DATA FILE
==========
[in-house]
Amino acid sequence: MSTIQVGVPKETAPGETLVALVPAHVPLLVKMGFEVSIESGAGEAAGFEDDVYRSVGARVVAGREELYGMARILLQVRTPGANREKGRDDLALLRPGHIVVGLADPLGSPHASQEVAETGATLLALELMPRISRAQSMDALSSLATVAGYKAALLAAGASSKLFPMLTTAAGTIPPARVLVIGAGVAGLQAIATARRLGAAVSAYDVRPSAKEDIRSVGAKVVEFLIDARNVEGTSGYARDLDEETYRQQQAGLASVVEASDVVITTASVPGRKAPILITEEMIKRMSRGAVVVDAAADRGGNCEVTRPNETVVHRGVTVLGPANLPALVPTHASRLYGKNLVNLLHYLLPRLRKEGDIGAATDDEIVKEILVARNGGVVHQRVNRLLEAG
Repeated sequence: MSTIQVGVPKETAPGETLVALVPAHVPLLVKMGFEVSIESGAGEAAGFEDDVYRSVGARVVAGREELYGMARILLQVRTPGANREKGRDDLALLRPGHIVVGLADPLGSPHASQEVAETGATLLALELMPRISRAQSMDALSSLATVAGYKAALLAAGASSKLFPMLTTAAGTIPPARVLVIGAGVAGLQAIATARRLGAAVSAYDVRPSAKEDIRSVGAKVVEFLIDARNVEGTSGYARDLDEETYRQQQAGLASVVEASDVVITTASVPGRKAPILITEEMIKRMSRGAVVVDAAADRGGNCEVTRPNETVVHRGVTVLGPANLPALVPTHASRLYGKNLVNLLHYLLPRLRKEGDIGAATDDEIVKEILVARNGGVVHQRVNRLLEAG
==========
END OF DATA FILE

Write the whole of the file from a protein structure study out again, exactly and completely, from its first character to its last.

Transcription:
[in-house]
Amino acid sequence: MSTIQVGVPKETAPGETLVALVPAHVPLLVKMGFEVSIESGAGEAAGFEDDVYRSVGARVVAGREELYGMARILLQVRTPGANREKGRDDLALLRPGHIVVGLADPLGSPHASQEVAETGATLLALELMPRISRAQSMDALSSLATVAGYKAALLAAGASSKLFPMLTTAAGTIPPARVLVIGAGVAGLQAIATARRLGAAVSAYDVRPSAKEDIRSVGAKVVEFLIDARNVEGTSGYARDLDEETYRQQQAGLASVVEASDVVITTASVPGRKAPILITEEMIKRMSRGAVVVDAAADRGGNCEVTRPNETVVHRGVTVLGPANLPALVPTHASRLYGKNLVNLLHYLLPRLRKEGDIGAATDDEIVKEILVARNGGVVHQRVNRLLEAG
Repeated sequence: MSTIQVGVPKETAPGETLVALVPAHVPLLVKMGFEVSIESGAGEAAGFEDDVYRSVGARVVAGREELYGMARILLQVRTPGANREKGRDDLALLRPGHIVVGLADPLGSPHASQEVAETGATLLALELMPRISRAQSMDALSSLATVAGYKAALLAAGASSKLFPMLTTAAGTIPPARVLVIGAGVAGLQAIATARRLGAAVSAYDVRPSAKEDIRSVGAKVVEFLIDARNVEGTSGYARDLDEETYRQQQAGLASVVEASDVVITTASVPGRKAPILITEEMIKRMSRGAVVVDAAADRGGNCEVTRPNETVVHRGVTVLGPANLPALVPTHASRLYGKNLVNLLHYLLPRLRKEGDIGAATDDEIVKEILVARNGGVVHQRVNRLLEAG